Alexis Arguello, 57

Alexis Arguello, 57; Three-Time Boxing Champion

Alexis Arguello, left, defeated Alfredo Escalera in a super featherweight title fight in 1978. He won titles in three weight divisions during his career.
Alexis Arguello, left, defeated Alfredo Escalera in a super featherweight title fight in 1978. He won titles in three weight divisions during his career. (Associated Press)
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By Matt Schudel
Washington Post Staff Writer
Thursday, July 2, 2009

Alexis Arguello, a three-time world champion boxer and national hero of Nicaragua, who was elected mayor of the capital city of Managua last year, was found dead July 1 at his home in Managua. He was 57 and, according to press accounts, had shot himself in the chest.

Mr. Arguello won his first world championship in 1974 as a featherweight and later won titles in the super featherweight and lightweight classes, making him the sixth fighter in history to capture titles in three weight divisions. His boxing brilliance made him a celebrity in his native country, but his success was repeatedly undercut by the convoluted political fortunes of his homeland.

In the ring, Mr. Arguello was a peerless tactician who was ranked by Ring magazine as the finest junior lightweight (also called super featherweight) in history. At his peak in the late 1970s and early 1980s, many boxing observers called Mr. Arguello the finest boxer in the world.

He was 5-foot-10, weighed 130 pounds at the peak of his powers, and quickly won the nickname El Flaco Explosivo, or the Explosive Thin Man. He had devastating punching power in both hands and calmly took the measure of his opponents before pouncing with a methodical, almost elegant fury.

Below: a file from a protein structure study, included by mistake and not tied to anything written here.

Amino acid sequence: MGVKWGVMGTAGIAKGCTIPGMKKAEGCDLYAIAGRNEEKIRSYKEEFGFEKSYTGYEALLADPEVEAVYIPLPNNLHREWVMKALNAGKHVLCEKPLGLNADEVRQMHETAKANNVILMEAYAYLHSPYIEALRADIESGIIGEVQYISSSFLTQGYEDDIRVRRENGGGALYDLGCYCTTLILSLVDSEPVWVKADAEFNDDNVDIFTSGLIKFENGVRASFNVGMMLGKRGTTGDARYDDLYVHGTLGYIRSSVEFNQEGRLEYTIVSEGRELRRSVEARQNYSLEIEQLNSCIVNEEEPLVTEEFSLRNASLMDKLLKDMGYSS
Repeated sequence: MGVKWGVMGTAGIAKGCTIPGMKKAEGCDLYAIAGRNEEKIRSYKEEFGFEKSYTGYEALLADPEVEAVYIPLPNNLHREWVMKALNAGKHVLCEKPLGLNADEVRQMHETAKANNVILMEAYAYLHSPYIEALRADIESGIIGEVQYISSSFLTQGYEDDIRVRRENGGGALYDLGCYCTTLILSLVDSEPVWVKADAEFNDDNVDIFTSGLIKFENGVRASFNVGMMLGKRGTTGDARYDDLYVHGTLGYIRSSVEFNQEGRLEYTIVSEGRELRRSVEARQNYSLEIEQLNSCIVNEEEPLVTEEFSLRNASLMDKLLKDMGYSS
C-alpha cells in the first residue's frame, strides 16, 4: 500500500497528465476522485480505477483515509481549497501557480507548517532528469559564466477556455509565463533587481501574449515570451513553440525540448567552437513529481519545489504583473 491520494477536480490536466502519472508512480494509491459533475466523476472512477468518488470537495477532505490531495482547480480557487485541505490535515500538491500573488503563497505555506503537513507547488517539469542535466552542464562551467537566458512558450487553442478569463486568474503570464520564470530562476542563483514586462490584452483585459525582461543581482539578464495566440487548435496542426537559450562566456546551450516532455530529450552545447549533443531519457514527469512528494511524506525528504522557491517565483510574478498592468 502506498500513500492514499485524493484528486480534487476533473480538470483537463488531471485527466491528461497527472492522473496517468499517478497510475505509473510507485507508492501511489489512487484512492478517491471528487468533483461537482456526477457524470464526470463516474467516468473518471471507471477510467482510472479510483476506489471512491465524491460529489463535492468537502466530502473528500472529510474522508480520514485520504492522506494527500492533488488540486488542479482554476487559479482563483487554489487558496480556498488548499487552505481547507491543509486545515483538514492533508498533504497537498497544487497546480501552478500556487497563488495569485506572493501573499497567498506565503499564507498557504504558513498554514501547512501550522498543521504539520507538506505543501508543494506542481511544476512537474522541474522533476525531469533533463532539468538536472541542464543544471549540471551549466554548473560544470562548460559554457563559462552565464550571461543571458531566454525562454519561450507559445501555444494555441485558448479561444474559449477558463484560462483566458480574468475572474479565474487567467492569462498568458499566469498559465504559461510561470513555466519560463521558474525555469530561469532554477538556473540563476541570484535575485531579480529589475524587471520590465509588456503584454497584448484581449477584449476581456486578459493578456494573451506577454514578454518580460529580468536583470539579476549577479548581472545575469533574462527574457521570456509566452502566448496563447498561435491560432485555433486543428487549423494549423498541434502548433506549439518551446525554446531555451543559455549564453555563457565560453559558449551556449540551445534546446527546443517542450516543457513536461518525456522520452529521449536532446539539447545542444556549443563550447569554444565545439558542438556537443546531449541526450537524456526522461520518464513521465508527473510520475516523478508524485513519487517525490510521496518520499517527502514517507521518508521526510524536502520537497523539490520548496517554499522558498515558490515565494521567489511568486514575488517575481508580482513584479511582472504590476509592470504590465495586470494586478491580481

In a professional career that began when he was 16, he won 82 fights (65 by knockout) and lost only eight. He won 19 consecutive championship fights in eight years, including eight victories over former and future world champions.

Several of his fights entered boxing lore as among the most epic of their time, none more so than his bout against Aaron Pryor on Nov. 12, 1982. Mr. Arguello, the reigning lightweight champion at 135 pounds, was attempting to capture an unprecedented fourth title against Pryor, the undefeated junior welterweight champion at 140 pounds.

Pryor dominated the early part of the fight, held at Miami's Orange Bowl. Mr. Arguello picked up strength as the fight wore on and nearly knocked Pryor out in the 11th and 13th rounds.

At the beginning of the 14th round, Pryor found renewed energy, pinned Mr. Arguello against the ropes and administered a savage beating. Referee Stanley Christodoulou stopped the fight after Pryor hit Mr. Arguello with 23 unanswered punches.

Mr. Arguello slumped to the canvas and was unconscious for four minutes. He left the ring in tears and was rushed to a hospital, where he was treated for a severe concussion, a broken nose and cuts.

After the fight, it was revealed that Pryor's trainer, Panama Lewis, gave Pryor liquid from a special bottle that escaped the view of boxing officials. Lewis was later suspended for cheating in other fights.

In 1983, Pryor and Mr. Arguello had a rematch, but Pryor dominated from the beginning, knocking Mr. Arguello down three times before the referee stopped the bout in the 10th round.

In later years, their battles over, Pryor and Mr. Arguello became close friends.

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